Former Starbucks chairman and CEO Howard Schultz is gearing up to visit early caucus and primary states as he mulls an independent run for president in 2020, CNBC has learned.
Schultz will likely travel to Iowa, New Hampshire, South Carolina and Nevada to speak with voters while he contemplates entering the race, according to people with direct knowledge of the matter.
"He's going all around the country. Those states are certainly part of the conversation," a person with direct knowledge of Schultz's plans told CNBC on the condition of anonymity.
The dates and specific locations within the states are "not all locked in," this person added. Schultz's book tour schedule has yet to include any of these states, but his website also notes "more dates and locations coming soon."
While going around the country to promote his new book, "From the Ground Up," Schultz is also looking to gauge voter interest in a potential independent run at the White House. Even though Schultz isn't looking to run for either major party's nomination in the primary season, visiting these states could give him a strong read on where the electorate stands ahead of 2020.
Neil Levesque, the executive director of the New Hampshire Institute of Politics, told CNBC in a text message on Wednesday that his organization invited Schultz to speak at their Politics & Eggs series late last year. The event has served as a platform for presidential hopefuls from both sides of the aisle looking to get out their message to constituents in the first primary state of the presidential election cycle.
The group has yet to hear back from him or his inner circle, Levesque said.
Recently, Democratic candidate Julian Castro, who had served as Housing and Urban Development secretary in the Obama administration, visited Manchester, N.H., for a Politics & Eggs speaking event. In past election cycles, speakers have included Donald Trump, Hillary Clinton, Jeb Bush, Chris Christie and Lindsey Graham, among others.
Tucker Warren, a spokesman for Schultz, did not deny that the former coffee chain CEO's team was in the planning stages of the early caucus and primary state visits. Instead, he referred CNBC to Schultz's public schedule.
Warren, a partner at public relations powerhouse Hamilton Place Strategies, added that he was on leave from the firm "to support Howard as a member of the communications shop." Prior to his time at Hamilton, Warren was a communications director for the Financial Crisis Inquiry Commission, a committee appointed by the leaders of Congress in 2009 to investigate the causes of the financial crisis.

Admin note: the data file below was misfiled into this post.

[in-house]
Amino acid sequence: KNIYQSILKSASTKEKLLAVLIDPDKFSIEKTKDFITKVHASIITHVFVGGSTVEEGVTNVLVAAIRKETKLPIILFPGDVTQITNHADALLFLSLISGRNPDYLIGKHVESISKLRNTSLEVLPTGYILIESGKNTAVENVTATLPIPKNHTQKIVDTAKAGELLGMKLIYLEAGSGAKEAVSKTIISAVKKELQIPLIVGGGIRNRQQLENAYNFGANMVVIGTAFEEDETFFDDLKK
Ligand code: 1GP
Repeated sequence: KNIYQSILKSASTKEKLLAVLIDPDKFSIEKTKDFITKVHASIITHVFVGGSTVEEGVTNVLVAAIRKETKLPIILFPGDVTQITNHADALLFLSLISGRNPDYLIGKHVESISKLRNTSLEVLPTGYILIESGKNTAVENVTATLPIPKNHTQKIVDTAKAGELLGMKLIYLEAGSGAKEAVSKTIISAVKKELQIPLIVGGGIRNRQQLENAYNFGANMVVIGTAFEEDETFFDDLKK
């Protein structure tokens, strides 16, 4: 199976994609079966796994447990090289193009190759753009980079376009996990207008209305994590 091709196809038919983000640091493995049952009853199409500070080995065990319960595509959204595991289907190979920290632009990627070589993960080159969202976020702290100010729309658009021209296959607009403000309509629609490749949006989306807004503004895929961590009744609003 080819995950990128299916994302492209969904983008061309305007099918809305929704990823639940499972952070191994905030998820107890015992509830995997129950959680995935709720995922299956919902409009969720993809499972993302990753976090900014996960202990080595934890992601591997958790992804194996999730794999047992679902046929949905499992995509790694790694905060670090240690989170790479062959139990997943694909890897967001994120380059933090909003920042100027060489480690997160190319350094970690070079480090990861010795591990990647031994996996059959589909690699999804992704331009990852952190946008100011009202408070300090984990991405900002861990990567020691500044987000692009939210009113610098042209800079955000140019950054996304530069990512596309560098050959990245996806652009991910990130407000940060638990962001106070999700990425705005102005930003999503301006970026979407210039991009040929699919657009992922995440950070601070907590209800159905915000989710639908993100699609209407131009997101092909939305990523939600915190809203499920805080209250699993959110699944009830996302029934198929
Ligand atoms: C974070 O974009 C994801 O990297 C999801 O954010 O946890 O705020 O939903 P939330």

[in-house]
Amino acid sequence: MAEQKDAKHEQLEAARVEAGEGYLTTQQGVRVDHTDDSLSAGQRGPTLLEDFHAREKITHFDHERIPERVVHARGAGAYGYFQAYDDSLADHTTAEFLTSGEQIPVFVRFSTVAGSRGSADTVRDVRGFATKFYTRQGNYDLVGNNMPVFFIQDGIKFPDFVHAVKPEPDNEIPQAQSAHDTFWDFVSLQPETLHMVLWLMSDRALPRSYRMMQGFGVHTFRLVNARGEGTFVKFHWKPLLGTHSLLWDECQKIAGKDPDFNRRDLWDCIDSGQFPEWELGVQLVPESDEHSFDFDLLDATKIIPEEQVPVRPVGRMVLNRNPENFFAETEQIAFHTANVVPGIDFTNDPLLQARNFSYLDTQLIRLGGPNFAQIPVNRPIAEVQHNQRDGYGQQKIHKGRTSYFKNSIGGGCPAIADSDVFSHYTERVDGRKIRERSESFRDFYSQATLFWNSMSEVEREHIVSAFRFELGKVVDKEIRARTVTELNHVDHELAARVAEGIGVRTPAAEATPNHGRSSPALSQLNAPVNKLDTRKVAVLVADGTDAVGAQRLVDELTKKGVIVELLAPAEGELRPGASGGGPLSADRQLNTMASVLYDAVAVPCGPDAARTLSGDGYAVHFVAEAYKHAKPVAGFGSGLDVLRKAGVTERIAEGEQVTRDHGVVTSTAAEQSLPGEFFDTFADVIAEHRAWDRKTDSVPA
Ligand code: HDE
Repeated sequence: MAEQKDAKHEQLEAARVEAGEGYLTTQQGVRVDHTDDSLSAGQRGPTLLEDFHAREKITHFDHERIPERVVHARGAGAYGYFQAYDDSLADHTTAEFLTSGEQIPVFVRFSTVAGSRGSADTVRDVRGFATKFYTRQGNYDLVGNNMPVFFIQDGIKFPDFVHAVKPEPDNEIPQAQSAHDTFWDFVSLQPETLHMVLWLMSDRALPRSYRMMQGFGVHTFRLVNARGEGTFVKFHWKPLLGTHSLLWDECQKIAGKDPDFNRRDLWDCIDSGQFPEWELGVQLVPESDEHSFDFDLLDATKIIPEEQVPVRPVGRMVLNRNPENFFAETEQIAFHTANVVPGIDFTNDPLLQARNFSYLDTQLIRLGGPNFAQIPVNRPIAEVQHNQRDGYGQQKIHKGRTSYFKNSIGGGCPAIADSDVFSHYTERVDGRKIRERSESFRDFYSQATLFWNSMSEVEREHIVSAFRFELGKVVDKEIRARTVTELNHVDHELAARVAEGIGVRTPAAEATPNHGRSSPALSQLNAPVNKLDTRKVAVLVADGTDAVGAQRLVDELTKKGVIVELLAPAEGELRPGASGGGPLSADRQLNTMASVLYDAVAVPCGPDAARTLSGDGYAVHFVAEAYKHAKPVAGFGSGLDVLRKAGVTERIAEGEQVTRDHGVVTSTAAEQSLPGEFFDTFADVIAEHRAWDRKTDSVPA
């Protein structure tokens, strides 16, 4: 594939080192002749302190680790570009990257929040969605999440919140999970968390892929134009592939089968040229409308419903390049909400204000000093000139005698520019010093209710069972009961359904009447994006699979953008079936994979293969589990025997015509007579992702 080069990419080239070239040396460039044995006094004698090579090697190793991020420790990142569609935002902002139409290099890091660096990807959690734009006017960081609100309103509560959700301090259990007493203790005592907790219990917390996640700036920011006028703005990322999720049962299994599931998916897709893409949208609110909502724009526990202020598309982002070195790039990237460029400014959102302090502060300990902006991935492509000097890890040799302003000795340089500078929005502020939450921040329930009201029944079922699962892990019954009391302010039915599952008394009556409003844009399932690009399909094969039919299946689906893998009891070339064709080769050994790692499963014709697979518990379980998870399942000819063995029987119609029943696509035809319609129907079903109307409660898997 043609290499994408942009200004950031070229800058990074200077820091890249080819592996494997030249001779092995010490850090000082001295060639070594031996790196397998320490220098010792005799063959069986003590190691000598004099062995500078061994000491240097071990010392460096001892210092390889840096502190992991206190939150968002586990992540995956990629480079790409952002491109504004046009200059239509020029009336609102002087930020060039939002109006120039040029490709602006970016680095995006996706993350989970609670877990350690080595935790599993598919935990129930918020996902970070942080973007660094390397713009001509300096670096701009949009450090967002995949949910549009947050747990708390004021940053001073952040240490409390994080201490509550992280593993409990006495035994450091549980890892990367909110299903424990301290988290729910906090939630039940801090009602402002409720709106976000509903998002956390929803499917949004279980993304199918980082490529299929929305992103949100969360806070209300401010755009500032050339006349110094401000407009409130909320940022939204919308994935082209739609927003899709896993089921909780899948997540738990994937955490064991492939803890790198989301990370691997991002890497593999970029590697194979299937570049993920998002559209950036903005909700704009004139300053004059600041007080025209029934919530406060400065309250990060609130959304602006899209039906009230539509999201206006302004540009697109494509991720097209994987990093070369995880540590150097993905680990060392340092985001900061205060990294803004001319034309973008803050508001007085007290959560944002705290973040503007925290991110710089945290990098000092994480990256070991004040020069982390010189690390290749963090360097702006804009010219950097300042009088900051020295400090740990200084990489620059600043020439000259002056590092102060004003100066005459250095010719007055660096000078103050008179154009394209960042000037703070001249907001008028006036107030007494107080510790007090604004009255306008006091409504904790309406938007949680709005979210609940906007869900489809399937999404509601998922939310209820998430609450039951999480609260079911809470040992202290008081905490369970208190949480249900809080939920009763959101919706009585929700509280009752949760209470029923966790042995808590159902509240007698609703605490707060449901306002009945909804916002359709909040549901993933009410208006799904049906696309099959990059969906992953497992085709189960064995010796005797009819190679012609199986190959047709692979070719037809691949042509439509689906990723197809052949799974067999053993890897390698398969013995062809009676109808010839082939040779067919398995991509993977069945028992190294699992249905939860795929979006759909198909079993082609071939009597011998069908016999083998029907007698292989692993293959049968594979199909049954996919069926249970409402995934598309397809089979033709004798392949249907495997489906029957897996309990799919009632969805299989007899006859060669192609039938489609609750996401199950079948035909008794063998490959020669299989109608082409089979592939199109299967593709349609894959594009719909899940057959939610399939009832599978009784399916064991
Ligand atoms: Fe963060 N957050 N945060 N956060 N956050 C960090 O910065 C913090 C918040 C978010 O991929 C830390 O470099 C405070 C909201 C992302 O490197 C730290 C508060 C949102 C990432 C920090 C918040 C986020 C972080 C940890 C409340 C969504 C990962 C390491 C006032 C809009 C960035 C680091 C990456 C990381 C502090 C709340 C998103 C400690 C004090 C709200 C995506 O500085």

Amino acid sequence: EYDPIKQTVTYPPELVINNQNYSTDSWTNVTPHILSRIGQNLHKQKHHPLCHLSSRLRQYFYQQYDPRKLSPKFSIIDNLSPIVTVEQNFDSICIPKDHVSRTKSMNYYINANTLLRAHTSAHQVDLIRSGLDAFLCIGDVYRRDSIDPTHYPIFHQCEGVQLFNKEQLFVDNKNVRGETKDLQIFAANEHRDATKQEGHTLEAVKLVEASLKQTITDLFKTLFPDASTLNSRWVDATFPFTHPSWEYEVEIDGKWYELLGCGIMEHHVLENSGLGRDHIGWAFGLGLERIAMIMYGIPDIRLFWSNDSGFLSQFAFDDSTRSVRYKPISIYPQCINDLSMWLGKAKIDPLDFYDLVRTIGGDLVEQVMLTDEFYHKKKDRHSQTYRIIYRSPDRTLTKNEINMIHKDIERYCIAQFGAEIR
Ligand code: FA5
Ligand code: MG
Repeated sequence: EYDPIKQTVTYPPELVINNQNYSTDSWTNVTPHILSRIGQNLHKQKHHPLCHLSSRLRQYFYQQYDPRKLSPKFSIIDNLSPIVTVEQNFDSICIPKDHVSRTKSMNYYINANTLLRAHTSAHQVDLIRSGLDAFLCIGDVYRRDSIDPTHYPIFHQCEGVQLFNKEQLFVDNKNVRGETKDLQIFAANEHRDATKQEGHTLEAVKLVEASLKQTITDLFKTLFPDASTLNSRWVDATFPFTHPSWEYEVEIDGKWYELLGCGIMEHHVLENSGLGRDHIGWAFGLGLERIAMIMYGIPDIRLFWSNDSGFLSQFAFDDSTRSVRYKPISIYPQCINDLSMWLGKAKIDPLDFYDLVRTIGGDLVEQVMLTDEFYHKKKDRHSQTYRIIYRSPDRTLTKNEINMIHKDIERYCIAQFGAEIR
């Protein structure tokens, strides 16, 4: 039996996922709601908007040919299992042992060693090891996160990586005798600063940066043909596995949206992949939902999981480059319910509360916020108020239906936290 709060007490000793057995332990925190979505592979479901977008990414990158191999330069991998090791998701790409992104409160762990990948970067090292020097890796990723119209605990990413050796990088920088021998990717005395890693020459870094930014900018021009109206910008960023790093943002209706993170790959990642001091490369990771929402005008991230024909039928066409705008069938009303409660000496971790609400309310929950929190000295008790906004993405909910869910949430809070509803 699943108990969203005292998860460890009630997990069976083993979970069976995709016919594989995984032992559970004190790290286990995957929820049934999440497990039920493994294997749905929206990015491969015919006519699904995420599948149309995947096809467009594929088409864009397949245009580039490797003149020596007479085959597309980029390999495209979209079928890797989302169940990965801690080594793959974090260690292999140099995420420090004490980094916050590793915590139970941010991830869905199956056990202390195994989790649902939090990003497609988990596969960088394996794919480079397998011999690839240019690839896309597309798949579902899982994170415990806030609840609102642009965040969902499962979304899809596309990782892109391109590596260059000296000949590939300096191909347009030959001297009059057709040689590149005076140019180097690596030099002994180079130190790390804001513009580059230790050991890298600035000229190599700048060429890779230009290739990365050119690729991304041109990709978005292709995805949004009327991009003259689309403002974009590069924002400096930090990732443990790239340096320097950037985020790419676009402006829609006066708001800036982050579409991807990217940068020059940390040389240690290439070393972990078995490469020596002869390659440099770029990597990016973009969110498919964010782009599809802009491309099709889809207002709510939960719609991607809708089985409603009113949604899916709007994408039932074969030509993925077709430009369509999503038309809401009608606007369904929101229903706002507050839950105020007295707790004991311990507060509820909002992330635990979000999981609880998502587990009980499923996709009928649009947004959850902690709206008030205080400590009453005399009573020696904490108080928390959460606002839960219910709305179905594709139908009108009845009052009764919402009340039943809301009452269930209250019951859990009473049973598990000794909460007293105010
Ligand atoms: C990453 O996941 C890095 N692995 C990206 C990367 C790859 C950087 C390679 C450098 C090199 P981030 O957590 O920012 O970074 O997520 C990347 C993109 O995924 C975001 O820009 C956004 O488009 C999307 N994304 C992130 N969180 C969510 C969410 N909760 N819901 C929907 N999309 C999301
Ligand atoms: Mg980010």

Warren is part of Schultz's elite public relations team, which includes former Edelman vice chairman and John McCain campaign strategist Steve Schmidt as well as Bill Burton, a former advisor to President Barack Obama.
Warren did not respond to follow-up questions about Schultz's invitation to Politics & Eggs.
Schultz's preparation for visiting these states is the latest sign that the billionaire mogul is seriously considering a run for the White House – and that he is ignoring the overwhelming amount of criticism from the Democratic Party. Schultz has said he was a lifelong Democrat, but left the party because he had many fundamental disagreements with it, particularly over health care and tax policy.
Democrats are concerned that Schultz could play spoiler in a 2020 race. Democratic megadonor and media executive Haim Saban told CNBC on Tuesday that he believes a Schultz independent run would automatically give Trump a second term. Party donors in New Yorkare also enraged about Schultz contemplating a run as an independent.
Since his declaration that he's examining an independent campaign, Schultz has lashed out at Trump, several 2020 hopefuls and Democratic freshman lawmakers.
In an interview with MSNBC's "Morning Joe" on Wednesday, the former Starbucks CEO said he believes Sen. Elizabeth Warren's proposal of a so called "wealth tax" and a variety of other ideas would lead to socialism. Warren, who has opened an exploratory committee for president, has introduced an idea of households with over $50 million an assets paying a 2 percent tax on their net worth every year. Those making over $1 billion would get hit with a 3 percent tax. Schultz has a net worth of $3.4 billion, according to Forbes.
Fellow billionaire and potential presidential candidate Mike Bloomberg also criticized Warren's plan. The Massachusetts lawmaker responded on Twitter, claiming Bloomberg and Schultz, "keep a rigged system in place that benefits only them and their buddies."
Yet Bloomberg, who has himself flirted with running for president as an independent, is now a registered Democrat and would run as one, he said. And he had his own warning for Schultz.
"In 2020, the great likelihood is that an independent would just split the anti-Trump vote and end up reelecting the President," Bloomberg said in a statement earlier this week.
The former coffee executive also criticized Sen. Kamala Harris, D-Calif., who recently declared her 2020 candidacy. Schultz said he believes her idea of abolishing the private health insurance agency is "not American." He has also claimed Rep. Alexandria Ocasio Cortez's plan of a 70 percent tax rate on income above $10 million is not something that Americans want, even though some polls show otherwise.
The freshman New York congresswoman fired back in a tweet on Wednesday.